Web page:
Divorce is different for everyone because each person has his or her own life challenges. In some cases, doing what’s best for you conflicts with what’s best for your partner. And when getting a divorce, if your partner is living with a disability, you may bear the burden of deciding what happens with the future of their care.
Finances are one of the most significant concerns for most people when they divorce. If you and your partner can work out how to divide your money on your own, you’ll probably both feel far better about the result than if you go to court.
While you are separated, many people find it helpful to create a separation agreement. While not legally required, a separation agreement can settle some aspects of divorce during the period before the divorce is final.
As a divorced parent with children seeking a higher education, you may have concerns regarding who will be funding and how to save for your child’s tuition.
Although your the end of your marriage may feel like your life is over, you might see it as a new beginning. Whether you wanted to divorce or not, this change can be an opportunity to reinvent yourself. However, if you feel like you don’t know where to begin, try cleaning! Cleaning is a way to cleanse your life, out with the old, in with the new.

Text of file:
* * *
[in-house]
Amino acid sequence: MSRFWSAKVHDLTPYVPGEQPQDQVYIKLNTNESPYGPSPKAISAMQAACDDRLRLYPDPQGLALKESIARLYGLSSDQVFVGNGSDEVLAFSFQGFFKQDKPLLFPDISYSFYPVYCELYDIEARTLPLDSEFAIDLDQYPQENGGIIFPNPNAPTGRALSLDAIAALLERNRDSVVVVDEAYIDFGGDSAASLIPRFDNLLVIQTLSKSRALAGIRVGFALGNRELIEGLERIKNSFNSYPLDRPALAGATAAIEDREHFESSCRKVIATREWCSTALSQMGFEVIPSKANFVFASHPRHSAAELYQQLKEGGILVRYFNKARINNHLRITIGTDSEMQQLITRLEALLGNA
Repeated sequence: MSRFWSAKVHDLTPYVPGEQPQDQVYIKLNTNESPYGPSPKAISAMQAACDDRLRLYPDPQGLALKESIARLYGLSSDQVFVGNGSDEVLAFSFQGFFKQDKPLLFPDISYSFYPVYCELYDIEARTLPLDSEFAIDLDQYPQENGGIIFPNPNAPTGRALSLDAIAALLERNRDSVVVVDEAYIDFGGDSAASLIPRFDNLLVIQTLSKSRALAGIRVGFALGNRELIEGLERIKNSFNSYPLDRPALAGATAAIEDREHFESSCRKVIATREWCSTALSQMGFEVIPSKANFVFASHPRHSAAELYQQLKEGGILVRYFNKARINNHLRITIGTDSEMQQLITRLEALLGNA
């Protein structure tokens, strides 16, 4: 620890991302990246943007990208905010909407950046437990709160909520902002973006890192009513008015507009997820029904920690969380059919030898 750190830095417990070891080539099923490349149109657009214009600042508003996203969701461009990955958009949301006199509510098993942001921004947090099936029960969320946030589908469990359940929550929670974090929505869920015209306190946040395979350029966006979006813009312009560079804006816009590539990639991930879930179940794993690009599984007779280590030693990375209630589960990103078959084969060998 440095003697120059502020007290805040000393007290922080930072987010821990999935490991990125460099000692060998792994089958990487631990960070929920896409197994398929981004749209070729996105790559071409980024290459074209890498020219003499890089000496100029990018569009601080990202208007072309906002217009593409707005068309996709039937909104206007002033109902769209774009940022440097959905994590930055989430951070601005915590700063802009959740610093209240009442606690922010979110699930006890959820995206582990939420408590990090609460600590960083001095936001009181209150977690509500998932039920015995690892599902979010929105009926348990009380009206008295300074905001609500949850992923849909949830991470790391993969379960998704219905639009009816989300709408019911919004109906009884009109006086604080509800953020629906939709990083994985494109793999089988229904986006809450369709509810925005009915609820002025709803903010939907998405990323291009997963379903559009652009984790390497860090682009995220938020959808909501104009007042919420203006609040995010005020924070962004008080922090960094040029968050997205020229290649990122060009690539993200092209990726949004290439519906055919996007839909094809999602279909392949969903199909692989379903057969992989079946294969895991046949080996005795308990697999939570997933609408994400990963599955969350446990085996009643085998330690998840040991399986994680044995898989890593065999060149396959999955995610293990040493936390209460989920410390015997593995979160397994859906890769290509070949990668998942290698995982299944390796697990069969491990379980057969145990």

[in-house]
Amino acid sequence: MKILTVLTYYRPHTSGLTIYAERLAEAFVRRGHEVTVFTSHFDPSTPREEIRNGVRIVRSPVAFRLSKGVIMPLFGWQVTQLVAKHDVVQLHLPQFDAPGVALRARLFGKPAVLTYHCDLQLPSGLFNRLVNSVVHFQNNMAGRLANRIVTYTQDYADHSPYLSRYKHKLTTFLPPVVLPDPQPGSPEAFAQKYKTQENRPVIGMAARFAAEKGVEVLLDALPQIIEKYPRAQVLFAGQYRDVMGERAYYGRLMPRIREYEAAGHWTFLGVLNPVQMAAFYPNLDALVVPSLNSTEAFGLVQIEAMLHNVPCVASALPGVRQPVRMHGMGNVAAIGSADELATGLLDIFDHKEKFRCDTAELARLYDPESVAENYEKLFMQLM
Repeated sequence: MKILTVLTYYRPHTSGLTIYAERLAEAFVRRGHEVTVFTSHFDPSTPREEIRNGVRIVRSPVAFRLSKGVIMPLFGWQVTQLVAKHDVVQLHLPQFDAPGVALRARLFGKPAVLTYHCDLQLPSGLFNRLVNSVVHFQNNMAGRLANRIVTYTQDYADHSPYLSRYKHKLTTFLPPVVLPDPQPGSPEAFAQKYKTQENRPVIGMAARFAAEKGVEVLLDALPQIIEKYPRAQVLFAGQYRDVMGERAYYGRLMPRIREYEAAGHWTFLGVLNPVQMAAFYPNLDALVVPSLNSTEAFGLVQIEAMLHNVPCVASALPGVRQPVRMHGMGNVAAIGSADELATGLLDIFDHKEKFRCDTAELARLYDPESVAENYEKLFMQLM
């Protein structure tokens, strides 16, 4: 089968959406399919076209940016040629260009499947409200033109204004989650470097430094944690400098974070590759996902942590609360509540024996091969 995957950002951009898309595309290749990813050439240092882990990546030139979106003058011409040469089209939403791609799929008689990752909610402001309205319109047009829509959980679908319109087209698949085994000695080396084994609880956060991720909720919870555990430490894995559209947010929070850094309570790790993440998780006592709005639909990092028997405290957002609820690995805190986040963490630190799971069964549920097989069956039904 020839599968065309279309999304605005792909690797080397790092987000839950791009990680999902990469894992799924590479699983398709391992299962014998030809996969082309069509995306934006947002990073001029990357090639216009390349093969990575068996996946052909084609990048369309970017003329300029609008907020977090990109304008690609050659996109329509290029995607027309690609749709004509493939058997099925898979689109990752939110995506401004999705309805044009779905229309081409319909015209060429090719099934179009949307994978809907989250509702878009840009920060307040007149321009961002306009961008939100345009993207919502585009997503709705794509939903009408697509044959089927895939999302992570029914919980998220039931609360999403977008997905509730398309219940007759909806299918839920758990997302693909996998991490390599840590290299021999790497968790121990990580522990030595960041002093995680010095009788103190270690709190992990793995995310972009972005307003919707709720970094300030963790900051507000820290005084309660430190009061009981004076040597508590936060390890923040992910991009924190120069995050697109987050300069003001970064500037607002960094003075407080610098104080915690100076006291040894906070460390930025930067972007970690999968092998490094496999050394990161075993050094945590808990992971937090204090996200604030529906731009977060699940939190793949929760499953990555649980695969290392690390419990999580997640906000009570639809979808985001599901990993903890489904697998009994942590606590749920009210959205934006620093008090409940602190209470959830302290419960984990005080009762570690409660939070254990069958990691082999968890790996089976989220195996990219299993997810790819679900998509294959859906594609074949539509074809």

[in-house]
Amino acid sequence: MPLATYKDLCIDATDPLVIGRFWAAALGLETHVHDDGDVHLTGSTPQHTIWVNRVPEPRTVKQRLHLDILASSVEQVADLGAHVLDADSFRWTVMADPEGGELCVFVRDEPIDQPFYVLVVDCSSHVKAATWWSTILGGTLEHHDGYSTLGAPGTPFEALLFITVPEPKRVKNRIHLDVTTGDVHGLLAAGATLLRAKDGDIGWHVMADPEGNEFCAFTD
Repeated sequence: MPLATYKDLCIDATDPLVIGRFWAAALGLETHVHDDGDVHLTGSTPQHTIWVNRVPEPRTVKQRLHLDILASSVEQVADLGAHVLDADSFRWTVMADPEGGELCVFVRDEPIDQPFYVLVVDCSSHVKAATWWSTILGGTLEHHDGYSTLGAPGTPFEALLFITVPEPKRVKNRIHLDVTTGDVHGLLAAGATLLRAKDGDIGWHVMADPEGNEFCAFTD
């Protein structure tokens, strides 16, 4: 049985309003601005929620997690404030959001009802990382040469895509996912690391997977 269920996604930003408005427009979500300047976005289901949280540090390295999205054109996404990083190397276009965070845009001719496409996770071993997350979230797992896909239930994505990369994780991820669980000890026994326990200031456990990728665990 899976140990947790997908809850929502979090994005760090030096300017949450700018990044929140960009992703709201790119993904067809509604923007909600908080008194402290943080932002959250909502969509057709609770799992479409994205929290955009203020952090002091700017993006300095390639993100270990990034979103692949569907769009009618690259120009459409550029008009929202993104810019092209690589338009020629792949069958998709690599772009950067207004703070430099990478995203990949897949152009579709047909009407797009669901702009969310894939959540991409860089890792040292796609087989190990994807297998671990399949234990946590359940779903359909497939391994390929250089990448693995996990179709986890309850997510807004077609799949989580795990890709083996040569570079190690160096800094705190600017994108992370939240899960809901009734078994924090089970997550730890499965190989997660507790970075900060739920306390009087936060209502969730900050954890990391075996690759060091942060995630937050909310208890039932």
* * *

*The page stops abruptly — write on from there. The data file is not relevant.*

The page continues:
Divorce is a process, and it can be an expensive one. A lot of people ask during our monthly divorce workshop whether they need a lawyer.
Divorce can come quickly and out of nowhere, especially if it’s unwanted in your mind. Here are some tips to help you get through your divorce.
A divorce means adjusting to a single income, even if that income includes child support or spousal support.
One of the biggest mistakes some women make in divorce is keeping the house. But part of the reason they do that is they make the other big mistake: not thinking about their financial life after divorce.
To file for divorce, the couple must physically separate for 12 months, and for six of these months, one party involved must be living in North Carolina.